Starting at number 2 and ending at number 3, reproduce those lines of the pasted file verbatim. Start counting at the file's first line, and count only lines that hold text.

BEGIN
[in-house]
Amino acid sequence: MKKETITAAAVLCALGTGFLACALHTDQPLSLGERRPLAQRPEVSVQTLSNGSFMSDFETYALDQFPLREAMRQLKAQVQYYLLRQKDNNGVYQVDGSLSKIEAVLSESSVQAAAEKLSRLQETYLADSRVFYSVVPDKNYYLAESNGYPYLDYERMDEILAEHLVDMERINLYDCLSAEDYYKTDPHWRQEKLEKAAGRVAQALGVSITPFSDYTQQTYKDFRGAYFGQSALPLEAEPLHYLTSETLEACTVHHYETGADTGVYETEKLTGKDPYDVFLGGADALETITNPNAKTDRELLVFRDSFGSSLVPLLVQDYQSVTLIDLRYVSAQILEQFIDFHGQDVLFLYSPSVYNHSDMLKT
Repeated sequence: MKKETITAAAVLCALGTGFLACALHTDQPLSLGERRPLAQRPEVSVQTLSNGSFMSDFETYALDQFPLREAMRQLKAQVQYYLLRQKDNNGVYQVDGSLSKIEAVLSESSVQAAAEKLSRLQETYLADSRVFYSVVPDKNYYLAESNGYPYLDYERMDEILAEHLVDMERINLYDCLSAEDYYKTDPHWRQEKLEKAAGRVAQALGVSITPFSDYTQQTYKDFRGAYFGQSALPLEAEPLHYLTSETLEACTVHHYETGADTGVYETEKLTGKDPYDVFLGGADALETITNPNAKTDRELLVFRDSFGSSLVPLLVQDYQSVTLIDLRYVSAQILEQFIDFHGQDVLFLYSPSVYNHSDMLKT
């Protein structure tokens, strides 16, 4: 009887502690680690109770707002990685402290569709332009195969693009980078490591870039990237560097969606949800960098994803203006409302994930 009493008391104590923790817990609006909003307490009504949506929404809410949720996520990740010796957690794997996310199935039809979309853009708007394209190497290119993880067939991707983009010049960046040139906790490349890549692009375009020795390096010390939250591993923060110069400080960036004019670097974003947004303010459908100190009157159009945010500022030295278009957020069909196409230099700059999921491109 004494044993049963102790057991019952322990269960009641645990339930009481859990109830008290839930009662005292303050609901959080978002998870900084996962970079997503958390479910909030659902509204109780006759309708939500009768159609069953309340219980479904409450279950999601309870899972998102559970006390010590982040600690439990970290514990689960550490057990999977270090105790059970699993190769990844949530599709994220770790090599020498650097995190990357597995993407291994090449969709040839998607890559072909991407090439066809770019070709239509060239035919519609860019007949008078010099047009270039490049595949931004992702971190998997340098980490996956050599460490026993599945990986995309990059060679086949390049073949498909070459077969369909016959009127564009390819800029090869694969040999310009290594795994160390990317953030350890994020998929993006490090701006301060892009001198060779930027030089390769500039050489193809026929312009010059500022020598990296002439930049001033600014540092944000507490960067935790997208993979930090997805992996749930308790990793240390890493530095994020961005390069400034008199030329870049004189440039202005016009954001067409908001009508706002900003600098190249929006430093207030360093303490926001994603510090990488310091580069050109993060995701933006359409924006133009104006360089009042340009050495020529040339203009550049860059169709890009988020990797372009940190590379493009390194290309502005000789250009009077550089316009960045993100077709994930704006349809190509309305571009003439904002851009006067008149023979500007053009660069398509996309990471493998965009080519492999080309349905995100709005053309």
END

Amino acid sequence: MKKETITAAAVLCALGTGFLACALHTDQPLSLGERRPLAQRPEVSVQTLSNGSFMSDFETYALDQFPLREAMRQLKAQVQYYLLRQKDNNGVYQVDGSLSKIEAVLSESSVQAAAEKLSRLQETYLADSRVFYSVVPDKNYYLAESNGYPYLDYERMDEILAEHLVDMERINLYDCLSAEDYYKTDPHWRQEKLEKAAGRVAQALGVSITPFSDYTQQTYKDFRGAYFGQSALPLEAEPLHYLTSETLEACTVHHYETGADTGVYETEKLTGKDPYDVFLGGADALETITNPNAKTDRELLVFRDSFGSSLVPLLVQDYQSVTLIDLRYVSAQILEQFIDFHGQDVLFLYSPSVYNHSDMLKT
Repeated sequence: MKKETITAAAVLCALGTGFLACALHTDQPLSLGERRPLAQRPEVSVQTLSNGSFMSDFETYALDQFPLREAMRQLKAQVQYYLLRQKDNNGVYQVDGSLSKIEAVLSESSVQAAAEKLSRLQETYLADSRVFYSVVPDKNYYLAESNGYPYLDYERMDEILAEHLVDMERINLYDCLSAEDYYKTDPHWRQEKLEKAAGRVAQALGVSITPFSDYTQQTYKDFRGAYFGQSALPLEAEPLHYLTSETLEACTVHHYETGADTGVYETEKLTGKDPYDVFLGGADALETITNPNAKTDRELLVFRDSFGSSLVPLLVQDYQSVTLIDLRYVSAQILEQFIDFHGQDVLFLYSPSVYNHSDMLKT